Over the past week, the world has watched as Afghanistan’s government collapsed and the Taliban secured the rule of the country.
Now, questions are circling about what will happen next, especially for women and girls, who under the last period of Taliban rule were denied access to education and the ability to work.
The female voices that have flourished in Afghanistan over the past 20 years must still be celebrated. Since the Taliban was ousted by US-led forces, women and girls, especially in urban centers such as Kabul, have realized some broader freedoms. The arts have been a means by which some of them have sought to make their voices heard. But today the clock is ticking.
Afghan artists around the world support their compatriots in these uncertain days. Despite the fact that they work hundreds of kilometers far from their homeland, their heart remains unchanged.
A couple of days earlier, before the Taliban took over Kabul, artist Sara Rahmani was sitting at her home in California far away from her homeland Afghanistan. She was sketching a beautiful artwork with a sad yet powerful meaning of what is happening in Afghanistan.
“I just started this painting of (a) beautiful girl as usual, because I love to show the beautiful sides of my people, my culture, and our beautiful kids over there,” she said.
‘Ray Of Hope’
Sara Rahmani, who moved from Kabul to the US four years ago, made a drawing showing both the beauty and desperation in Afghanistan.
Her art feels like a testament to the strength and resilience of Afghan women but also able to continue to envision hope.
In the bottom left of the painting, we can see the colors of Afghanistan’s national flag. Two women wearing traditional dresses, with braids and jewelry showing the country’s culture. One is performing a traditional dance, while the other is writing “peace” in Farsi.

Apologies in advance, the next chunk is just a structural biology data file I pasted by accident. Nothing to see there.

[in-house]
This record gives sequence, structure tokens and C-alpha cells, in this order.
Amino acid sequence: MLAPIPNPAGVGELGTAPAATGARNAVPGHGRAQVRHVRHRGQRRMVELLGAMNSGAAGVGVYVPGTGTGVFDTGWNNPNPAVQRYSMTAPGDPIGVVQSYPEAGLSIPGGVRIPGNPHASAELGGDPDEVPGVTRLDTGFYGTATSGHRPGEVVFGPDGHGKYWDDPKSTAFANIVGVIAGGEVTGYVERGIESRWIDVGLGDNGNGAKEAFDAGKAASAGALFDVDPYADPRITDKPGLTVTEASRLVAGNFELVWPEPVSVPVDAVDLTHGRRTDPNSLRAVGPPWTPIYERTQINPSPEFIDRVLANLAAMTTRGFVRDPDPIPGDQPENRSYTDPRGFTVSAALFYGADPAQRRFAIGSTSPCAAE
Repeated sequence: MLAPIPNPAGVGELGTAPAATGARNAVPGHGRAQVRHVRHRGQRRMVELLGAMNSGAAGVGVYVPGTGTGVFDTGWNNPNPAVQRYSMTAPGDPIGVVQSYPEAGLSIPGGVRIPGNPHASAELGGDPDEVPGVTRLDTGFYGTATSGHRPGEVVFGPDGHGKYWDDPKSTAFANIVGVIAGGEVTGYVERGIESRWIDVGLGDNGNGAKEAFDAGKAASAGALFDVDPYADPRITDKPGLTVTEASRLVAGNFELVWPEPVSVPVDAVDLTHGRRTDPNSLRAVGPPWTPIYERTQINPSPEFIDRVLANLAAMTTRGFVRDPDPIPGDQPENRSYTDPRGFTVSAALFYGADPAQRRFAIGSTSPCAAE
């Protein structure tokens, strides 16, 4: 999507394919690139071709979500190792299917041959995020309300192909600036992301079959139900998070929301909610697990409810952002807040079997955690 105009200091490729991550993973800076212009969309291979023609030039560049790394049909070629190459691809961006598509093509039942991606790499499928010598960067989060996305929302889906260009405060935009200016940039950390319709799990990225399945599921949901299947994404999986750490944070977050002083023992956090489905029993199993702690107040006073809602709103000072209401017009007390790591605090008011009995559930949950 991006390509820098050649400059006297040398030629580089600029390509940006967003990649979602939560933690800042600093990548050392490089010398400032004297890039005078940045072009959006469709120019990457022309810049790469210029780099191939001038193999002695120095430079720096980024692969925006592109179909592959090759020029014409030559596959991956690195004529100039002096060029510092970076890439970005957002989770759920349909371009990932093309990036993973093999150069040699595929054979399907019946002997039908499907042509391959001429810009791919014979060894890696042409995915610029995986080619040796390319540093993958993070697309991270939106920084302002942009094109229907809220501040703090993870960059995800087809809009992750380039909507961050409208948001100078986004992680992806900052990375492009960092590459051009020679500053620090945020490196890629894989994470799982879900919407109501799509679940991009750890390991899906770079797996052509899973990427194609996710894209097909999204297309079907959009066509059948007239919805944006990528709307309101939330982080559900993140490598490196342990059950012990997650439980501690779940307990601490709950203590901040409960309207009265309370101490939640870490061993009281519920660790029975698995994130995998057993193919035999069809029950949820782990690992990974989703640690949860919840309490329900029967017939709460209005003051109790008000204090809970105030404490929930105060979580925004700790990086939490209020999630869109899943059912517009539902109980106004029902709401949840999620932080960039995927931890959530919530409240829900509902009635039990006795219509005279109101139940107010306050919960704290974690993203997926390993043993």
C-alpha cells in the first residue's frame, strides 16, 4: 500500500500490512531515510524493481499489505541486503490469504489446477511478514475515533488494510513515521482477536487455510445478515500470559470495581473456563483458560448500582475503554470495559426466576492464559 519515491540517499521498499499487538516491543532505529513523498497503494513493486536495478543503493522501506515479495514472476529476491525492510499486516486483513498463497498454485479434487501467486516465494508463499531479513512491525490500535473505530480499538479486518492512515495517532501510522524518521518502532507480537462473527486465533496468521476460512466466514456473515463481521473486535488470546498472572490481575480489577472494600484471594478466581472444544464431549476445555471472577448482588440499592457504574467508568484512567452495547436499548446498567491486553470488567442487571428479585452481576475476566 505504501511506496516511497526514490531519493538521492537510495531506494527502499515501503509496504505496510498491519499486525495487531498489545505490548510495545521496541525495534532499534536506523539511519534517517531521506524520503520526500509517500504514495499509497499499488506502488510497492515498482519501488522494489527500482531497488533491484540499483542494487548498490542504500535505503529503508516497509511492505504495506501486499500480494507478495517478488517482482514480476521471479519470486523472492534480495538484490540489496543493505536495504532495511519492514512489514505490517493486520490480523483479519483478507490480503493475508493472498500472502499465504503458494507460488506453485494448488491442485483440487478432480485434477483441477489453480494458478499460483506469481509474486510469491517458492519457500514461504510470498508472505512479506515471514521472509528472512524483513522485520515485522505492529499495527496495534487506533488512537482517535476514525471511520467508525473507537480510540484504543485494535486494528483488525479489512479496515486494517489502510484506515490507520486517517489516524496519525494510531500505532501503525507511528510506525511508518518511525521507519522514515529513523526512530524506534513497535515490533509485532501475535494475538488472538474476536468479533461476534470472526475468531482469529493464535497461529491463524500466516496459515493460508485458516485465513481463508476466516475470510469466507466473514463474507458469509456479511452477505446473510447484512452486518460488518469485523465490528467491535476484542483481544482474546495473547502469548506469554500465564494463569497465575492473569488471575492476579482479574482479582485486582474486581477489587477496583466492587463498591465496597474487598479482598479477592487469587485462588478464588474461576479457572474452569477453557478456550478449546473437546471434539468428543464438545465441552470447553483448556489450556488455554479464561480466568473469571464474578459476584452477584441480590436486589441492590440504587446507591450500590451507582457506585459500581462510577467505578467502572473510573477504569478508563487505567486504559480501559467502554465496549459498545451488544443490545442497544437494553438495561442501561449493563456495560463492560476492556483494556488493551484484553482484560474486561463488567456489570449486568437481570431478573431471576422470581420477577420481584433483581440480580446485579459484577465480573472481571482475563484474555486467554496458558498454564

Sara depicts the suffering endured by her compatriots in the wake of the Taliban’s takeover.
The scarf on the girl’s head is green — the color of peace, joy, and happiness. The right side is gray. There are depictions of the desperate people who reportedly fell from a US military aircraft. People waiting at the gate of the airport and the guy who is just trying to send his baby.
Women and children are increasingly bearing the brunt of the violence and makeup around half of all civilian casualties.
“I always wanted to show the best pictures of my country through my artworks, but today nothing left for us we went back 20 years ago. My dear Afghanistan on behalf of the world I’m sorry for the world’s silence.” Sara Rahmani
For a young artist, art is the only way she can support women in Afghanistan. Through her art, she informs the world about the situation in his homeland. She wants to help especially women whose fate is uncertain. Rahmani knows that she is looking for strength.
Even before the latest escalation in violence, half the population required humanitarian assistance. Forty years of war, chronic poverty, climate change-driven natural disasters, and now COVID-19 are a deadly combination for people in Afghanistan. Fifty percent of those in need in Afghanistan are women and girls.
Will this beautiful country ever have any other chance?